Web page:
Jaguar Land Rover said Thursday it will cut 4,500 jobs as the carmaker addresses slowing demand in China and growing uncertainty about the U.K.’s departure from the European Union.

The luxury carmaker, owned by India’s Tata conglomerate, said the cuts will be in addition to 1,500 people who left the business in 2018. The cost-cutting program will begin with a voluntary reduction program in the U.K., where some 44,000 people are employed.

 

The latest job losses follow on from last year’s 2.5 billion-pound ($3.2 billion) turnaround plan that was designed to deal with many of the headwinds facing the company — Brexit, rising trade tensions between China and the U.S. and new European emissions standards combined to push Jaguar into the red in the three months to Sept. 30, compared with the same period the year before. The company also announced further investment in electrification.

 

“The next chapter in the story of the Jaguar and Land Rover brands will be the most exciting — and challenging — in our history,” CEO Ralf Speth said in a statement. “Revealing the iconic Defender, investing in cleaner, smarter, more desirable cars and electrifying our facilities to manufacture a future range of British-built electric vehicles will all form part of building a globally competitive and flourishing company.”

 

Christian Stadler, professor of strategic management at Warwick Business School, said Jaguar was facing a “perfect storm of challenges,” with the drop in Chinese sales being the most immediate problem.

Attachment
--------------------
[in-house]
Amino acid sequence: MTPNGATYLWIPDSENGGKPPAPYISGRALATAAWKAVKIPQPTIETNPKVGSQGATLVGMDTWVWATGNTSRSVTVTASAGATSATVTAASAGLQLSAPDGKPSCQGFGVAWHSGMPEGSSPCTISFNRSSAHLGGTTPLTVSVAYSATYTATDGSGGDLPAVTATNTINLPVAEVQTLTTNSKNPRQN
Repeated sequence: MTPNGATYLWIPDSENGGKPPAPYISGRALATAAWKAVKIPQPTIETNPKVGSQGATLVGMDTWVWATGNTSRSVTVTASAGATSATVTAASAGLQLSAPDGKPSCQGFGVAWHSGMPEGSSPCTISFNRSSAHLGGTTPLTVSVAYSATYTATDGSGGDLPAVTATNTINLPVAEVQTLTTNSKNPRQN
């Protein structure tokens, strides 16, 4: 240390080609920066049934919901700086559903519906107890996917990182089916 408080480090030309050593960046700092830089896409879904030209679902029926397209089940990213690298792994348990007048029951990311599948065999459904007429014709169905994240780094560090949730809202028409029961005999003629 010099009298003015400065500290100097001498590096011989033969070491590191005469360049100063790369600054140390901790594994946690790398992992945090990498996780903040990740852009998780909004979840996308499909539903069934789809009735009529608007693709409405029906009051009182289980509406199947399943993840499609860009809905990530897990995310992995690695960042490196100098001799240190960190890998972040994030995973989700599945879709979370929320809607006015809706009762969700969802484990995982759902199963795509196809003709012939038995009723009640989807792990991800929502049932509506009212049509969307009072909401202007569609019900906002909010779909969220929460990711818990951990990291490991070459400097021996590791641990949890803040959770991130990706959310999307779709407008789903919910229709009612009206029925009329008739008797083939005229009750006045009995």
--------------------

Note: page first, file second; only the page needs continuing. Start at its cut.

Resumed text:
“That is JLR’s biggest market, but car buyers there are reluctant to make expensive purchases as the economy is growing at its slowest rate for a decade and the country is locked in a trade war with the U.S.,” Stadler said. “At the same time Chinese dealers are demanding better terms, which JLR has resisted.”

 

The cuts will not just be bad news for the Jaguar staff, Stadler said. Thousands more workers in the U.K. are part of Jaguar supply chain to the carmaker — jobs that will now also be at risk.

 

“Brexit is another factor, with businesses increasingly concerned about the prospect of a ‘no deal’ Brexit, which would mean tighter border controls,” he said. “That would cause massive disruption as the U.K. car manufacturing industry is so closely integrated with Europe.”

 

Also Thursday, Ford signaled “significant” cuts among its 50,000-strong workforce under plans to make it more competitive. The Dearborn Michigan-based company also said it would shift to more electric models.

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India Establishes Job Quotas for Poor Upper Caste Members

India’s Parliament on Wednesday approved a bill providing a 10 percent quota in government jobs for the poor members of upper castes who have been excluded from existing quotas for low-ranking castes.

The Congress party and other opposition parties supported the legislation, but criticized Prime Minister Narendra Modi’s government for getting it approved just months before the national elections, in an effort the opposition claimed was aimed at winning votes.

The Modi government surprised the opposition by unexpectedly moving the bill in the lower house of Parliament on Tuesday and getting it approved. The upper house adopted it by sitting late into night on Wednesday during the final day of the current parliamentary session. The bill now only needs the approval of India’s president, a formality, to become law.